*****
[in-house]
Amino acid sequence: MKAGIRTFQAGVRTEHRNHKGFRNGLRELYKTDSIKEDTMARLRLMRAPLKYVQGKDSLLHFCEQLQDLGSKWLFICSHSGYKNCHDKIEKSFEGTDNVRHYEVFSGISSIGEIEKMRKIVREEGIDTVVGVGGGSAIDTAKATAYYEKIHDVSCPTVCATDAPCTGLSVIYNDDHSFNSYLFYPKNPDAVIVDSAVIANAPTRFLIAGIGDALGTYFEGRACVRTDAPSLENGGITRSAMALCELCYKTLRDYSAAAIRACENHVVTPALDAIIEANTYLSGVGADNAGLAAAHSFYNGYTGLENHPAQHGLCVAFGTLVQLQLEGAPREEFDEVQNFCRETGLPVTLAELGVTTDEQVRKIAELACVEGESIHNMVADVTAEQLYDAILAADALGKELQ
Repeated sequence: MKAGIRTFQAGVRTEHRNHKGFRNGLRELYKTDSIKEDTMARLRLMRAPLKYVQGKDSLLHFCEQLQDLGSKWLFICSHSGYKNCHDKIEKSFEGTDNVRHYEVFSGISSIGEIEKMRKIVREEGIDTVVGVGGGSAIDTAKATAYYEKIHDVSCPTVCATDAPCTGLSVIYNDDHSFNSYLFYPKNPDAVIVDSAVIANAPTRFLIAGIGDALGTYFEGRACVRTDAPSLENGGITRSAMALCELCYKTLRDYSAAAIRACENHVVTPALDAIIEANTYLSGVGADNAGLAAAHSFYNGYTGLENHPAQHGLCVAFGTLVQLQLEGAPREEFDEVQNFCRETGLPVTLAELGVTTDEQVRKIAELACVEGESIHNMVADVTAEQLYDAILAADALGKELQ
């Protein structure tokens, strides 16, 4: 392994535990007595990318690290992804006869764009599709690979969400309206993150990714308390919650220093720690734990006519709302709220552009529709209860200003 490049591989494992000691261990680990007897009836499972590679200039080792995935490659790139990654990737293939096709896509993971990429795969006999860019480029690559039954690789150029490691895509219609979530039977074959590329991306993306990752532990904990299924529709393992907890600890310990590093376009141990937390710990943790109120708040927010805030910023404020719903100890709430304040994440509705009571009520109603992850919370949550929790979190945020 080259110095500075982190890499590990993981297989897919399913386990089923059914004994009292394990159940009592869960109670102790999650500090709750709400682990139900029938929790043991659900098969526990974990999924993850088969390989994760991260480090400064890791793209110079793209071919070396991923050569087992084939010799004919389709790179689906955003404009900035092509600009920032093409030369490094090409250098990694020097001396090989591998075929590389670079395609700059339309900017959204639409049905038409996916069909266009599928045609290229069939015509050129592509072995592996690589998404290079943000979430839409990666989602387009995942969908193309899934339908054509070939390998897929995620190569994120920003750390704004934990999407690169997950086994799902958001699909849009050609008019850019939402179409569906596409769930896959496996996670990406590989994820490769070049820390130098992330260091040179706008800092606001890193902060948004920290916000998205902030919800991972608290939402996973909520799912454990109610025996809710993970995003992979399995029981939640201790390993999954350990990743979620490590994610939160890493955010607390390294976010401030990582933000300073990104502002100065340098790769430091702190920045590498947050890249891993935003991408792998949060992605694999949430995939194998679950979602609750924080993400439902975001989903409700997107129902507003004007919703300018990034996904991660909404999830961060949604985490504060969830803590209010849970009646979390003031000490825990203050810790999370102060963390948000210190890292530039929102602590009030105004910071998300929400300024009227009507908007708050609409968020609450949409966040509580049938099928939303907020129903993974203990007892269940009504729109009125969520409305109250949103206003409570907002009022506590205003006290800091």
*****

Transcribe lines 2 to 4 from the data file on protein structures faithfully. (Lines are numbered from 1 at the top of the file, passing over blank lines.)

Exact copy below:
Amino acid sequence: MKAGIRTFQAGVRTEHRNHKGFRNGLRELYKTDSIKEDTMARLRLMRAPLKYVQGKDSLLHFCEQLQDLGSKWLFICSHSGYKNCHDKIEKSFEGTDNVRHYEVFSGISSIGEIEKMRKIVREEGIDTVVGVGGGSAIDTAKATAYYEKIHDVSCPTVCATDAPCTGLSVIYNDDHSFNSYLFYPKNPDAVIVDSAVIANAPTRFLIAGIGDALGTYFEGRACVRTDAPSLENGGITRSAMALCELCYKTLRDYSAAAIRACENHVVTPALDAIIEANTYLSGVGADNAGLAAAHSFYNGYTGLENHPAQHGLCVAFGTLVQLQLEGAPREEFDEVQNFCRETGLPVTLAELGVTTDEQVRKIAELACVEGESIHNMVADVTAEQLYDAILAADALGKELQ
Repeated sequence: MKAGIRTFQAGVRTEHRNHKGFRNGLRELYKTDSIKEDTMARLRLMRAPLKYVQGKDSLLHFCEQLQDLGSKWLFICSHSGYKNCHDKIEKSFEGTDNVRHYEVFSGISSIGEIEKMRKIVREEGIDTVVGVGGGSAIDTAKATAYYEKIHDVSCPTVCATDAPCTGLSVIYNDDHSFNSYLFYPKNPDAVIVDSAVIANAPTRFLIAGIGDALGTYFEGRACVRTDAPSLENGGITRSAMALCELCYKTLRDYSAAAIRACENHVVTPALDAIIEANTYLSGVGADNAGLAAAHSFYNGYTGLENHPAQHGLCVAFGTLVQLQLEGAPREEFDEVQNFCRETGLPVTLAELGVTTDEQVRKIAELACVEGESIHNMVADVTAEQLYDAILAADALGKELQ
């Protein structure tokens, strides 16, 4: 392994535990007595990318690290992804006869764009599709690979969400309206993150990714308390919650220093720690734990006519709302709220552009529709209860200003 490049591989494992000691261990680990007897009836499972590679200039080792995935490659790139990654990737293939096709896509993971990429795969006999860019480029690559039954690789150029490691895509219609979530039977074959590329991306993306990752532990904990299924529709393992907890600890310990590093376009141990937390710990943790109120708040927010805030910023404020719903100890709430304040994440509705009571009520109603992850919370949550929790979190945020 080259110095500075982190890499590990993981297989897919399913386990089923059914004994009292394990159940009592869960109670102790999650500090709750709400682990139900029938929790043991659900098969526990974990999924993850088969390989994760991260480090400064890791793209110079793209071919070396991923050569087992084939010799004919389709790179689906955003404009900035092509600009920032093409030369490094090409250098990694020097001396090989591998075929590389670079395609700059339309900017959204639409049905038409996916069909266009599928045609290229069939015509050129592509072995592996690589998404290079943000979430839409990666989602387009995942969908193309899934339908054509070939390998897929995620190569994120920003750390704004934990999407690169997950086994799902958001699909849009050609008019850019939402179409569906596409769930896959496996996670990406590989994820490769070049820390130098992330260091040179706008800092606001890193902060948004920290916000998205902030919800991972608290939402996973909520799912454990109610025996809710993970995003992979399995029981939640201790390993999954350990990743979620490590994610939160890493955010607390390294976010401030990582933000300073990104502002100065340098790769430091702190920045590498947050890249891993935003991408792998949060992605694999949430995939194998679950979602609750924080993400439902975001989903409700997107129902507003004007919703300018990034996904991660909404999830961060949604985490504060969830803590209010849970009646979390003031000490825990203050810790999370102060963390948000210190890292530039929102602590009030105004910071998300929400300024009227009507908007708050609409968020609450949409966040509580049938099928939303907020129903993974203990007892269940009504729109009125969520409305109250949103206003409570907002009022506590205003006290800091």